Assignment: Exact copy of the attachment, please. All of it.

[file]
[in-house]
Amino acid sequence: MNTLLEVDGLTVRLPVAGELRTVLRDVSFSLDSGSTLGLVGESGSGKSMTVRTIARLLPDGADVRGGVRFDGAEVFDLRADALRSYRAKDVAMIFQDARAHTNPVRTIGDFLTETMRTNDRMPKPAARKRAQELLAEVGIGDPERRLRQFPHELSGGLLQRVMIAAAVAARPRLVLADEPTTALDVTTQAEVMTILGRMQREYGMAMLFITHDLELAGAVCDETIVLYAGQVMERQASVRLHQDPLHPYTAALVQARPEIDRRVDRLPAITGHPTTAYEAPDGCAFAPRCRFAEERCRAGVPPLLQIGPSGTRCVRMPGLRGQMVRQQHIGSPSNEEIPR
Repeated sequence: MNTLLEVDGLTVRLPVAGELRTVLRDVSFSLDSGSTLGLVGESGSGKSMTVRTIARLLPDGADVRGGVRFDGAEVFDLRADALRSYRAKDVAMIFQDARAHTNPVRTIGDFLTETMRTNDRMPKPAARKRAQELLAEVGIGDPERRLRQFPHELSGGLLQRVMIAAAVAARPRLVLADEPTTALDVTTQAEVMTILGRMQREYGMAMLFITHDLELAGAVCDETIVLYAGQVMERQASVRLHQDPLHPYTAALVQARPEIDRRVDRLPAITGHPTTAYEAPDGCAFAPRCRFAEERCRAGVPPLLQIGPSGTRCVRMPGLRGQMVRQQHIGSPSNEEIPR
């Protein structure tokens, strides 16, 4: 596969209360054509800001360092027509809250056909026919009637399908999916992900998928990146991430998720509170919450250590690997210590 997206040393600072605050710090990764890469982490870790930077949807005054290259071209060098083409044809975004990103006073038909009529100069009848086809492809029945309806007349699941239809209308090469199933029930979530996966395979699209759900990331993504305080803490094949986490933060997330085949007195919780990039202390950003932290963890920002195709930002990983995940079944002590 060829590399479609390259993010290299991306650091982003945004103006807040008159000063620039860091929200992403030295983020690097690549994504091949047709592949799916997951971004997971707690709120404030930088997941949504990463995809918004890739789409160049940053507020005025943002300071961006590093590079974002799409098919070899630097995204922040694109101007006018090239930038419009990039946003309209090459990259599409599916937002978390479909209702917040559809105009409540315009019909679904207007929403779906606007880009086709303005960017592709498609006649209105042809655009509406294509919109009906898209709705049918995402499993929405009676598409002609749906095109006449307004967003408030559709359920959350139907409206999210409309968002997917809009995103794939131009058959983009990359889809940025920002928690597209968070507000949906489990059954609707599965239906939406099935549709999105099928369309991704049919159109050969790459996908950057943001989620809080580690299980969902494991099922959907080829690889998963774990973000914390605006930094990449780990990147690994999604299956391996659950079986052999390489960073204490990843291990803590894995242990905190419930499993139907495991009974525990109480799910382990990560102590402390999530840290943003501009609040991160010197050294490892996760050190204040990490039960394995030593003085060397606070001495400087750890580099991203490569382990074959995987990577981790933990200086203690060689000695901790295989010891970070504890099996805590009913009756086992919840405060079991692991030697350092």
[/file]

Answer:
[in-house]
Amino acid sequence: MNTLLEVDGLTVRLPVAGELRTVLRDVSFSLDSGSTLGLVGESGSGKSMTVRTIARLLPDGADVRGGVRFDGAEVFDLRADALRSYRAKDVAMIFQDARAHTNPVRTIGDFLTETMRTNDRMPKPAARKRAQELLAEVGIGDPERRLRQFPHELSGGLLQRVMIAAAVAARPRLVLADEPTTALDVTTQAEVMTILGRMQREYGMAMLFITHDLELAGAVCDETIVLYAGQVMERQASVRLHQDPLHPYTAALVQARPEIDRRVDRLPAITGHPTTAYEAPDGCAFAPRCRFAEERCRAGVPPLLQIGPSGTRCVRMPGLRGQMVRQQHIGSPSNEEIPR
Repeated sequence: MNTLLEVDGLTVRLPVAGELRTVLRDVSFSLDSGSTLGLVGESGSGKSMTVRTIARLLPDGADVRGGVRFDGAEVFDLRADALRSYRAKDVAMIFQDARAHTNPVRTIGDFLTETMRTNDRMPKPAARKRAQELLAEVGIGDPERRLRQFPHELSGGLLQRVMIAAAVAARPRLVLADEPTTALDVTTQAEVMTILGRMQREYGMAMLFITHDLELAGAVCDETIVLYAGQVMERQASVRLHQDPLHPYTAALVQARPEIDRRVDRLPAITGHPTTAYEAPDGCAFAPRCRFAEERCRAGVPPLLQIGPSGTRCVRMPGLRGQMVRQQHIGSPSNEEIPR
């Protein structure tokens, strides 16, 4: 596969209360054509800001360092027509809250056909026919009637399908999916992900998928990146991430998720509170919450250590690997210590 997206040393600072605050710090990764890469982490870790930077949807005054290259071209060098083409044809975004990103006073038909009529100069009848086809492809029945309806007349699941239809209308090469199933029930979530996966395979699209759900990331993504305080803490094949986490933060997330085949007195919780990039202390950003932290963890920002195709930002990983995940079944002590 060829590399479609390259993010290299991306650091982003945004103006807040008159000063620039860091929200992403030295983020690097690549994504091949047709592949799916997951971004997971707690709120404030930088997941949504990463995809918004890739789409160049940053507020005025943002300071961006590093590079974002799409098919070899630097995204922040694109101007006018090239930038419009990039946003309209090459990259599409599916937002978390479909209702917040559809105009409540315009019909679904207007929403779906606007880009086709303005960017592709498609006649209105042809655009509406294509919109009906898209709705049918995402499993929405009676598409002609749906095109006449307004967003408030559709359920959350139907409206999210409309968002997917809009995103794939131009058959983009990359889809940025920002928690597209968070507000949906489990059954609707599965239906939406099935549709999105099928369309991704049919159109050969790459996908950057943001989620809080580690299980969902494991099922959907080829690889998963774990973000914390605006930094990449780990990147690994999604299956391996659950079986052999390489960073204490990843291990803590894995242990905190419930499993139907495991009974525990109480799910382990990560102590402390999530840290943003501009609040991160010197050294490892996760050190204040990490039960394995030593003085060397606070001495400087750890580099991203490569382990074959995987990577981790933990200086203690060689000695901790295989010891970070504890099996805590009913009756086992919840405060079991692991030697350092």